"The fact that this has become such an important part of your campaign, Senator McCain, says more about your campaign than it says about me." - Barack Obama responding to John McCain's comments about William Ayers
It seems the Lee Atwater-Karl Rove playbook has no new chapter on how to handle a campaign when the Republican candidate is tanking in the race. Despite polling that indicates a majority of Americans are not responding as the McCain campaign would wish to negative attacks on Obama, McCain figured his strongest hand in tonight's Presidential debate was playing more of the same failed strategy.
Somehow it's appropriate - why should he change despite evidence that what he's been doing hasn't worked? McCain represents more of the same after eight years of alleged conservative rule by the GOP, and Americans know it no matter how hard the Arizona senator tries to run away from George W. Bush. He projected touching empathy about the economic plight of many Americans in one of his responses, but for most of the night it was attack, attack, attack.
It's sad that a war hero and former leader of the "Straight Talk Express" wants to have these final days as his electoral legacy. While both have the burning ambition to be President, it's McCain that sold his soul to get his party's nomination. The man who called Jerry Falwell and Pat Robertson "agents of intolerance" and said that "Sooner or later people are going to figure out that if all you run is negative attack ads you don't have much of a vision for the future, or you're not ready to articulate it" is long gone.
Bob Schieffer decided to be less a moderator and more a fight instigator, which I think was unnecessary and more about trying to produce soundbites than reveal anything worthwhile to the public. Of course, Obama had called out McCain over Ayers recently, and I believe he was hoping to goad McCain into looking like a slightly unhinged snapping turtle. If so Obama got his wish.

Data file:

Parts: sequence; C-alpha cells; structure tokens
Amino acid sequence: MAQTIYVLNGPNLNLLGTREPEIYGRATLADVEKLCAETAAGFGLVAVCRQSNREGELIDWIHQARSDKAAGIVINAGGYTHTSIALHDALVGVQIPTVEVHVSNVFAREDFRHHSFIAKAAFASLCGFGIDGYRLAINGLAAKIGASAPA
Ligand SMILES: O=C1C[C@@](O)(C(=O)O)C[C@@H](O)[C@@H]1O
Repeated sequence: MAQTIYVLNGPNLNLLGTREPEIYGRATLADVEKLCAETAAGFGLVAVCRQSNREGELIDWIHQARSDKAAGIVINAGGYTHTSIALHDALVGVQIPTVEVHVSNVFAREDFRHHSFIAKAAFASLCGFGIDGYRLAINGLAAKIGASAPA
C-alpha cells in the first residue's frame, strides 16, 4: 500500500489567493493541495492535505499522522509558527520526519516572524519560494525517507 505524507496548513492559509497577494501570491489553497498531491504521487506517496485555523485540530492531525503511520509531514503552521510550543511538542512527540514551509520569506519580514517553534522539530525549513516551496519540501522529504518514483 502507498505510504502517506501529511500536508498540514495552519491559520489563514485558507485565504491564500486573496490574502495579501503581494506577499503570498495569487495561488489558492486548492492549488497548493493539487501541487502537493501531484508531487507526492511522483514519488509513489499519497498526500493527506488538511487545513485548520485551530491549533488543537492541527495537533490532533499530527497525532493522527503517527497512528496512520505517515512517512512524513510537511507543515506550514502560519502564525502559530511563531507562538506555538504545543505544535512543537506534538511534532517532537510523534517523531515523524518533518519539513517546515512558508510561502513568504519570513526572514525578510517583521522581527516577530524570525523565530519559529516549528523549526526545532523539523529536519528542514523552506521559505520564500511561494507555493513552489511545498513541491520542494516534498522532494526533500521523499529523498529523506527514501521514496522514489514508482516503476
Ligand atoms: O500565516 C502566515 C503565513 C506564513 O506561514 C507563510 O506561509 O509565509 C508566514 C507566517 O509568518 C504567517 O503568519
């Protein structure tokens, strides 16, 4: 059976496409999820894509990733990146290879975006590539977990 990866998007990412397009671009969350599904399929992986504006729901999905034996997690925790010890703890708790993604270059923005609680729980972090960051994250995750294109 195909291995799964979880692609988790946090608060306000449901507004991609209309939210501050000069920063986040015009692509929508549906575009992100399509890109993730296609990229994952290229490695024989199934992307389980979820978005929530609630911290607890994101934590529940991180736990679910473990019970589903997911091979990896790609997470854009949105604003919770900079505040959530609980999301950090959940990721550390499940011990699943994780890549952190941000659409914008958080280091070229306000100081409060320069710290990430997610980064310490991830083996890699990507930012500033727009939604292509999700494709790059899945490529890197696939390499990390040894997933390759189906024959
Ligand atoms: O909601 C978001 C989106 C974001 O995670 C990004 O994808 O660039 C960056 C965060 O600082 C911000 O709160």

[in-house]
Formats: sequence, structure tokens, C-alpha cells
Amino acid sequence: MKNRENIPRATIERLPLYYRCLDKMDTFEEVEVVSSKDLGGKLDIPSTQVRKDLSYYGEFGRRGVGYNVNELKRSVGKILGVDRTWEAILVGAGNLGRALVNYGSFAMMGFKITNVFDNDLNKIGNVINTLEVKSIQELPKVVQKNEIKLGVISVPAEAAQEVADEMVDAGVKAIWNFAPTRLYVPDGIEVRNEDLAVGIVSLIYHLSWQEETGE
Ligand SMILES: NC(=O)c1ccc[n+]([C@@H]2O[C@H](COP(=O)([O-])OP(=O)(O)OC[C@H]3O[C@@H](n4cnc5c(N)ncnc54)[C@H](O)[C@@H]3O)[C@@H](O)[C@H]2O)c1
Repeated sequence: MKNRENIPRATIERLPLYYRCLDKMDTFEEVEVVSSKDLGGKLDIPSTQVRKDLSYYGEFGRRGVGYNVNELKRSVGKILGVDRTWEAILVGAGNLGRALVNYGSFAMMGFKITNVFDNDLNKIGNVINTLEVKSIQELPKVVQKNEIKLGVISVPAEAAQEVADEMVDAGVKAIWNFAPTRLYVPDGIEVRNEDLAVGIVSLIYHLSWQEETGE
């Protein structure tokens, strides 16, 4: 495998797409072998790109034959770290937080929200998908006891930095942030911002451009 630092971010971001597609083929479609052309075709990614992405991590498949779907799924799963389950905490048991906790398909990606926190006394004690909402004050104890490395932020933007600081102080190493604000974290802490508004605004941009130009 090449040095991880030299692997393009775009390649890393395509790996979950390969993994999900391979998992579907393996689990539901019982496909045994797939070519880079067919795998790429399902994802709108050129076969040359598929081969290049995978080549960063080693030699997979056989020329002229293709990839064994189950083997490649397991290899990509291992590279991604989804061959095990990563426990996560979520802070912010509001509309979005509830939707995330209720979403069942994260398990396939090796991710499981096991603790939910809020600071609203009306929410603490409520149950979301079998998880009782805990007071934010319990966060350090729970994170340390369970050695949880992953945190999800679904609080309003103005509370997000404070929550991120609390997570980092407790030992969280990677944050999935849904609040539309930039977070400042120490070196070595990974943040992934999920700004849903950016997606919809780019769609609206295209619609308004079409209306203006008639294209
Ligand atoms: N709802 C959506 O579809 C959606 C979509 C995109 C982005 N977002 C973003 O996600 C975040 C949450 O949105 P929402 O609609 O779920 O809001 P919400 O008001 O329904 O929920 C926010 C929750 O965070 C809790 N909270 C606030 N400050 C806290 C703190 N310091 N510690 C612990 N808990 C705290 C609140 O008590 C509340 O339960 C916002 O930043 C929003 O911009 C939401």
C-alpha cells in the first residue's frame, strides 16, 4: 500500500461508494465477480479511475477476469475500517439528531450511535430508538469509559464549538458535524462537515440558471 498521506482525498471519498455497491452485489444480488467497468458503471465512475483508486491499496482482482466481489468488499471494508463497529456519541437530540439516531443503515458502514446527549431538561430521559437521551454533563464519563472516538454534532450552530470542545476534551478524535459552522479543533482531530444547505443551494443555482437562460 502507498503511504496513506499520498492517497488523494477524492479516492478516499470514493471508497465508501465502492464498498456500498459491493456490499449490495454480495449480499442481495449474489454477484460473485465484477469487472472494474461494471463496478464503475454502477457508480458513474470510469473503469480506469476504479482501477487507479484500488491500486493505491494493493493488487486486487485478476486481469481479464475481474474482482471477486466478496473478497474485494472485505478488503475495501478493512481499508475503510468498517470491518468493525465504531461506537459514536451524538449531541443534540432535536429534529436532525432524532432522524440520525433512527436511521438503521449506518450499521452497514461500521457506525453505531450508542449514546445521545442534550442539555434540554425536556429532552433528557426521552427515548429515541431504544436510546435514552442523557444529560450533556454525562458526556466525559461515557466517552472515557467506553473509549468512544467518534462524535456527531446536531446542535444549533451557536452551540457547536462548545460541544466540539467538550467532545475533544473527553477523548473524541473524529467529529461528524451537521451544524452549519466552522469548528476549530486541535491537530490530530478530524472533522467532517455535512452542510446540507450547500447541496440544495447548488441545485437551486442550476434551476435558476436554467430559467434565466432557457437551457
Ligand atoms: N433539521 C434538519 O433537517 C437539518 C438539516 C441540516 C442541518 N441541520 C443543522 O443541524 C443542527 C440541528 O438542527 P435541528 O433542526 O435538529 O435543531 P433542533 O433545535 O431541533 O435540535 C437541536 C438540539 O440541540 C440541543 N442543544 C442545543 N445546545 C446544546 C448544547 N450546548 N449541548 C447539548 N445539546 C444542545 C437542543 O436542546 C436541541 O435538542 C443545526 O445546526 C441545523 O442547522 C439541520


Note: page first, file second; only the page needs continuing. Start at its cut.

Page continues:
McCain was clumsy in his attacks, including ACORN, with which he has also had dealings. The group is "on the verge of maybe perpetrating one of the greatest frauds in voter history in this country, maybe destroying the fabric of democracy," McCain said. But what is that fraud and how is Obama specifically tied into this supposed great fraud? McCain didn't say. It was a poorly delivered attack that won't mean much to non-political junkies.
Then there were other low-lights, such as McCain referring to pro-choice stances as "pro-abortion." When you're trying to get more than right-wingers to vote for you, that language isn't much help. And pretending you don't have a judicial litmus test over Roe vs. Wade while saying that a jurist would essentially be unqualified for the Supreme Court if he or she approved of that decision is an obvious contradiction.
McCain snapped, snorted, rolled his eyes and interrupted Obama at various points tonight. McCain's handlers have done a poor job of reminding their boss that his body language matters in a televised debate and for third time he failed on that count.
Obama was smart to essentially pass on pillorying Sarah Palin, who's done a good enough job of that on her own. And he basically kept his cool during this debate as he did during the previous two.
Bottom line: this debate did not move the needle to McCain, no matter how much he and his supporters will try to spin it. As so many have already said, it's going to take an outside event of mammoth proportions to change this race. The tired Republican attack machine - personified by the sad, angry figure of McCain tonight - will not determine the outcome.
UPDATE: Snap polls by CNN and CBS say Obama made it three-for-three with another debate victory tonight. Whether he did or not, McCain certainly didn't get what he needed out of this final get-together.